For some time now, the brutally raped and murdered victims of a serial killer have been found along the motorway. People call him “the hawk” because he plucks out the eyes of his victims. In the north of England lives Annie (Helen Mirren), an ordinary housewife, with her two children and her husband, Stephen (George Costigan), who is often on the road for his work. News of the murders slowly seeps into people’s living rooms, and horrible doubts begin to creep in on Annie. With growing fear, she checks her husband’s diary and compares the dates of the murders with his absences. Doubts become suspicions; fear turns to terror. Annie’s biggest problem is that she cannot be sure of herself. Perhaps she is sinking into one of those paranoid depressions that invariably beset her after the birth of her children. Her obsessive behaviour is beginning to frighten her children, but she needs to know. Is her husband guilty, or is she drowning in her own paranoia? The police can’t help her, and her friends think she is going crazy. To protect herself and her children, Annie has only one way out…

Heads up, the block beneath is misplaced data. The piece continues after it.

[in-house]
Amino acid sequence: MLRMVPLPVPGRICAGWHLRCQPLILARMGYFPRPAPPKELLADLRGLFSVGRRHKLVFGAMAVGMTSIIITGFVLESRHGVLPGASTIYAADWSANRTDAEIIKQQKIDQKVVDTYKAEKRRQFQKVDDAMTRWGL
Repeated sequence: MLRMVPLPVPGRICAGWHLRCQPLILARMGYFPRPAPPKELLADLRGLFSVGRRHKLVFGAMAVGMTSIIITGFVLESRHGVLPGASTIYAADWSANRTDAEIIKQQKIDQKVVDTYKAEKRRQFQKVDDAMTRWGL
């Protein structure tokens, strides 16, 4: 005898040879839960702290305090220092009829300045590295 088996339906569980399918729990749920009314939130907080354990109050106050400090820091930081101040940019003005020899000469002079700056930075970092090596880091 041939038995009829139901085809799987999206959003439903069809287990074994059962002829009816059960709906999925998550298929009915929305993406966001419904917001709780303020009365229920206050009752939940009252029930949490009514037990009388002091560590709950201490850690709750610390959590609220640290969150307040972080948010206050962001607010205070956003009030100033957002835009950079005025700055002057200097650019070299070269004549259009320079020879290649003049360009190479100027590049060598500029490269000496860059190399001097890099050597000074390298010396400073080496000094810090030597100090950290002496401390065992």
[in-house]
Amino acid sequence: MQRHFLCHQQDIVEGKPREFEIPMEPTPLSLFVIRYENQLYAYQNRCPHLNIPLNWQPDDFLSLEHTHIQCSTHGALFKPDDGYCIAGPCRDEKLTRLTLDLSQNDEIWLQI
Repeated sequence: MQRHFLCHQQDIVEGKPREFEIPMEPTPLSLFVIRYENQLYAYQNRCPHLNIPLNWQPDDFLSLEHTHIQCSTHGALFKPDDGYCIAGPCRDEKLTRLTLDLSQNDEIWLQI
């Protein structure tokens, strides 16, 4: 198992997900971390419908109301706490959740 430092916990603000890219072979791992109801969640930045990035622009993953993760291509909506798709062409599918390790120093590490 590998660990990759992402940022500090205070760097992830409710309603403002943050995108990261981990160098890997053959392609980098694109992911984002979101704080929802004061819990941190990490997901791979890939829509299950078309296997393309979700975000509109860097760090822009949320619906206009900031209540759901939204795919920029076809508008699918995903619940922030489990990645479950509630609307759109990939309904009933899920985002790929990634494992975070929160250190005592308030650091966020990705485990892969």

Whenever there is a serial killer at work, the police are inundated with calls from women claiming that their husband or partner is the culprit. This example of relational trust was the starting point for the book The Hawk. Producer Mark Shivas managed to steal the rights to the story from Steven Spielberg himself. The BBC took care of the necessary money. David Hayman (of the award-winning Silent Scream), known as an unconventional daredevil, made sure the film became an intense psychological drama, constantly shifting between Annie’s alleged insanity and the suspicions against her husband. With the always excellent Helen Mirren (Excalibur, Cal, 2010) who plays the role of Annie and George Costigan as the suspicious husband.

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